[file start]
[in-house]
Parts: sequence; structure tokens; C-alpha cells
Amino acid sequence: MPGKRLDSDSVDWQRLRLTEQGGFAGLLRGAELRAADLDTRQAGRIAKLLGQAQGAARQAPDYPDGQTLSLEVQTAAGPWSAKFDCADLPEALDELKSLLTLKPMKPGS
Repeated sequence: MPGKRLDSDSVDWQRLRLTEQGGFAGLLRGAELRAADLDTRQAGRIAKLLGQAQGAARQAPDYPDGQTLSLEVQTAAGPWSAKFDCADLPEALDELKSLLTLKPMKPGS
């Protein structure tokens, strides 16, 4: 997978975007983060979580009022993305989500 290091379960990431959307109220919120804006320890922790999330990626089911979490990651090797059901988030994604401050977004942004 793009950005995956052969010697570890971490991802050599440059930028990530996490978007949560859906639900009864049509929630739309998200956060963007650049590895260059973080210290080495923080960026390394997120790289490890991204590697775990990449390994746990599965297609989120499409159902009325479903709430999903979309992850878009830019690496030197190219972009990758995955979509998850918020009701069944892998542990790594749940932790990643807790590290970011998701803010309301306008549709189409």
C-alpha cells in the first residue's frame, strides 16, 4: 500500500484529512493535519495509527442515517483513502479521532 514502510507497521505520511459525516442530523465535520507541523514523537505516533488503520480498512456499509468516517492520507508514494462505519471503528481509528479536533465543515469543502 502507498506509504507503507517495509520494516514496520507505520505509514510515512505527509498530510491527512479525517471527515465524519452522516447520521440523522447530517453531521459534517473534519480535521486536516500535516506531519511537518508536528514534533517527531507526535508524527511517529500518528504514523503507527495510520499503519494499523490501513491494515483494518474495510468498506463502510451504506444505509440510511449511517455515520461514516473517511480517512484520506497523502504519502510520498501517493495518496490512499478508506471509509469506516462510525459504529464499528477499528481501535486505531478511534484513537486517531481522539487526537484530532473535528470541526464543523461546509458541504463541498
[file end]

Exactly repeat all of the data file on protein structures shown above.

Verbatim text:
[in-house]
Parts: sequence; structure tokens; C-alpha cells
Amino acid sequence: MPGKRLDSDSVDWQRLRLTEQGGFAGLLRGAELRAADLDTRQAGRIAKLLGQAQGAARQAPDYPDGQTLSLEVQTAAGPWSAKFDCADLPEALDELKSLLTLKPMKPGS
Repeated sequence: MPGKRLDSDSVDWQRLRLTEQGGFAGLLRGAELRAADLDTRQAGRIAKLLGQAQGAARQAPDYPDGQTLSLEVQTAAGPWSAKFDCADLPEALDELKSLLTLKPMKPGS
């Protein structure tokens, strides 16, 4: 997978975007983060979580009022993305989500 290091379960990431959307109220919120804006320890922790999330990626089911979490990651090797059901988030994604401050977004942004 793009950005995956052969010697570890971490991802050599440059930028990530996490978007949560859906639900009864049509929630739309998200956060963007650049590895260059973080210290080495923080960026390394997120790289490890991204590697775990990449390994746990599965297609989120499409159902009325479903709430999903979309992850878009830019690496030197190219972009990758995955979509998850918020009701069944892998542990790594749940932790990643807790590290970011998701803010309301306008549709189409």
C-alpha cells in the first residue's frame, strides 16, 4: 500500500484529512493535519495509527442515517483513502479521532 514502510507497521505520511459525516442530523465535520507541523514523537505516533488503520480498512456499509468516517492520507508514494462505519471503528481509528479536533465543515469543502 502507498506509504507503507517495509520494516514496520507505520505509514510515512505527509498530510491527512479525517471527515465524519452522516447520521440523522447530517453531521459534517473534519480535521486536516500535516506531519511537518508536528514534533517527531507526535508524527511517529500518528504514523503507527495510520499503519494499523490501513491494515483494518474495510468498506463502510451504506444505509440510511449511517455515520461514516473517511480517512484520506497523502504519502510520498501517493495518496490512499478508506471509509469506516462510525459504529464499528477499528481501535486505531478511534484513537486517531481522539487526537484530532473535528470541526464543523461546509458541504463541498